QHC cuts opioid prescribing by 36 per cent

Dr. Edward Woods stands in the Belleville General Hospital surgical recovery room Monday. Quinte Health Care teams have since April reduced opioid prescriptions by 36 per cent. Luke Hendry/The Intelligencer

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Doctors and staff of Quinte Health Care’s surgical department have reduced the number of opioid prescriptions by more than one-third and are trying to reduce it even further.

Four surgical divisions – general surgery, orthopedics, gynecology and urology – have since April been changing their approach to prescribing the powerful painkilling drugs. Opioids or narcotics include morphine, codeine, oxycodone, hydromorphone, tramadol and fentanyl.

It’s part of Cut the Count, an opioid-reduction campaign of Health Quality Ontario, a provincial advisory agency.

The campaign challenges 47 hospitals to cut prescriptions by 30 per cent between April 2019 and March 2020.

“We have reduced by 36 per cent,” said QHC’s surgical program director, Kristina Cruess, a registered nurse. She noted doctors surpassed the provincial goal without knowing the target of 30 per cent.

In an interview Monday at Belleville General Hospital, she reported an “incredible” reduction in the number of pills.

She said about 207,360 pills per year had been prescribed at QHC hospitals. That’s since dropped to 125,670.

Belleville had the sixth-highest adjusted rate of hospitalization due to opioid poisoning between 2013 and 2018, researchers with the Canadian Institute for Health Information reported in December.

And in 2017, an average of 11 people per day died of an opioid overdose. Canada is second only to the United States in opioid consumption.

“It’s important to realize that we have a part in battling the opioid crisis,” Dr. Edward Woods, a QHC urologist, said Monday between surgeries at BGH.

He said teams in anesthesia and surgery have studied not only the number of opioids prescribed but also the nature of them.

Cruess noted it was a targeted effort, focusing on selected surgeries: removal of the prostate, uterus and gallbladder and total replacement of hips and knees.

“We can use alternative ways of treating pain: everything from using local anesthetic agents to non-steroidal anti-inflammatories, even simple Tylenol,” said Woods.

“Integral in this process has been educating the surgical staff – anesthesia, nursing, and the surgeons. The administration has brought in special rounds and has made special attempts to try to educate us and bring us up to date.”

“We’ve been able to substantially reduce the number of opioid prescriptions and the quantity per prescription,” he said.

“And it really hasn’t affected patient care. In fact, it has improved it, because we’re avoiding some of the side effects of opioid painkillers.

“We’re not only concerned about our patients – we don’t want our patients to be in pain – but we don’t want a situation where there’s half-filled bottles of painkillers at patients’ homes that can be accessed by unauthorized people,” Woods said.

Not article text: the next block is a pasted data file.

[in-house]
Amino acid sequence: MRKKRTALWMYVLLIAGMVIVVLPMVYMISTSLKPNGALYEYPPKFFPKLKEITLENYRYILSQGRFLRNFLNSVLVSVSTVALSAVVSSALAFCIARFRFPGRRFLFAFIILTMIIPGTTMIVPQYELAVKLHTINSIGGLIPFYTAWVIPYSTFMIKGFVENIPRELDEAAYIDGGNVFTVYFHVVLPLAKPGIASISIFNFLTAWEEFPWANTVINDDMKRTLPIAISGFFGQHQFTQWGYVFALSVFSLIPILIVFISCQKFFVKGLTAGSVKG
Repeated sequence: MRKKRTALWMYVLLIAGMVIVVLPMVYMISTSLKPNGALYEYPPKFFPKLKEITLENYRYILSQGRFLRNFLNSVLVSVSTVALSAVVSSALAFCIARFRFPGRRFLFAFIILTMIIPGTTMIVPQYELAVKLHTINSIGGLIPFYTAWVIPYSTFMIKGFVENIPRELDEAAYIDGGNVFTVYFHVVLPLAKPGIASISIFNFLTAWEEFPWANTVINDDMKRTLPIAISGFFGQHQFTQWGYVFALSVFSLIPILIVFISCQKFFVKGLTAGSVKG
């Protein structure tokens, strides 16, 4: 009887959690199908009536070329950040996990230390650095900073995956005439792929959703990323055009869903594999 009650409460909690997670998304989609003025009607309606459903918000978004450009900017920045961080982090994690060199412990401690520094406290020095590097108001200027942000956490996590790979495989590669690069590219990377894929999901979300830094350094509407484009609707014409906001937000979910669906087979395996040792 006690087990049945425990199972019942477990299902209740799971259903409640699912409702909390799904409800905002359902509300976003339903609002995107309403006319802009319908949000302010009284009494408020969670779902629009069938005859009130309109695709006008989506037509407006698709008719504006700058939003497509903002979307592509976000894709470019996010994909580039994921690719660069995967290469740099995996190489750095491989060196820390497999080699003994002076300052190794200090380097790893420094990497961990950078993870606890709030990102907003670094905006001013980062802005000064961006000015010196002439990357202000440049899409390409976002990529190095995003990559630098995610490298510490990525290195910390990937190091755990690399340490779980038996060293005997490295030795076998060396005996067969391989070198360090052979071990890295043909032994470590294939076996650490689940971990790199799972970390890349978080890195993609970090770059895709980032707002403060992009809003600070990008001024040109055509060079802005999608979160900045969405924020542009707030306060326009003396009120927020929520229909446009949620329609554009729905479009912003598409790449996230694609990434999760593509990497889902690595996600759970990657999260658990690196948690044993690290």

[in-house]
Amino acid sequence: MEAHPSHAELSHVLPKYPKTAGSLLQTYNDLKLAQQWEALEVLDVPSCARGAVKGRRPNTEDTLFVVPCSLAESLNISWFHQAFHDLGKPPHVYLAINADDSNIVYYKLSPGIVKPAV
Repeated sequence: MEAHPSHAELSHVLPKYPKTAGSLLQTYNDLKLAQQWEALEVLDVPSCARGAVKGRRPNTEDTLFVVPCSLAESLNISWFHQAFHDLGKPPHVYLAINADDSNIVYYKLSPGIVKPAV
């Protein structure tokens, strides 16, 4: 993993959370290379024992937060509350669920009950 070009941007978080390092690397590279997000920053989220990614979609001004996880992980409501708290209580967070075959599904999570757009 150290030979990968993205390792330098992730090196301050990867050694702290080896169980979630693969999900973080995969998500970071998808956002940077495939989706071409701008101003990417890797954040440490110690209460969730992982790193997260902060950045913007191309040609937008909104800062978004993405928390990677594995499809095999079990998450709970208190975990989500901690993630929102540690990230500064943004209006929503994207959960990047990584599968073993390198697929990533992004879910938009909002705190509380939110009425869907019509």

The surgical divisions met to agree upon a standardized prescription to be used after surgery. It includes more acetaminophen and ibuprofen, both lower-strength painkillers than opioids. It also includes smaller prescriptions of opioids to be filled only if needed.

“Our goal was for 75 per cent of patients who receive that surgery … to receive the standard script,” she said. In August, QHC reached 80 per cent.

She said some surgical divisions reported less reduction because they had already made some changes prior to the campaign.

Prescriptions are also split. The patient gets only a small number of pills from the pharmacy at a time and must return to get more.

Anesthetists, meanwhile, have altered – but not stopped – their use of narcotics given during surgery to decrease patients’ feel after their operations.

Staff have increased public education, providing leaflets pre-surgery about pain control and including more information in the discharge process.

“We’re really drilling into patients to have pain expectations and how to manage it,” said Cruess.

The goal is to reduce pain to tolerable levels so patients can perform their daily activities. But there is no zero-pain target.

Cruess said patients are advised to begin by trying to manage pain with ibuprofen or acetaminophen, then proceed to opioids only if needed.

Patients are encouraged to return unused opioids to the pharmacy to reduce the chance those drugs will end up in the wrong hands, possibly even on the street.

“I think it’s been – up to this point – successful,” said Woods.

“There are some people who unfortunately are already on chronic pain medicines and they’re difficult. But we’re trying to help.

“There are some resources available to try to get people from of the really addictive medicines,” he said, adding in some cases the goal is to help patients receive rehabilitation.

Cruess said staff continue to monitor the campaign, including trying to track whether patients return to emergency departments due to pain. Doctors are also following up with patients.

“A lot of the patients are using maybe half their narcotics,” said Cruess.

“We’re trying to figure out how to leverage this and spread it to other patient populations.”

She said there isn’t yet a longer-term strategy but there are hopes for further reductions.

“The magnitude of what they’ve done is actually greater than what we’re measuring,” Cruess said. The prescribing methods are now being applied to other surgeries beyond the target group.

“I’m very, very happy and pleased with this.”

Quinte Health Care surgical program director Kristina Cruess displays a page from the provincial Cut the Count opioid-reduction campaign Monday. Luke Hendry/The Intelligencer/Postmedia Network Luke Hendry/The Intelligencer

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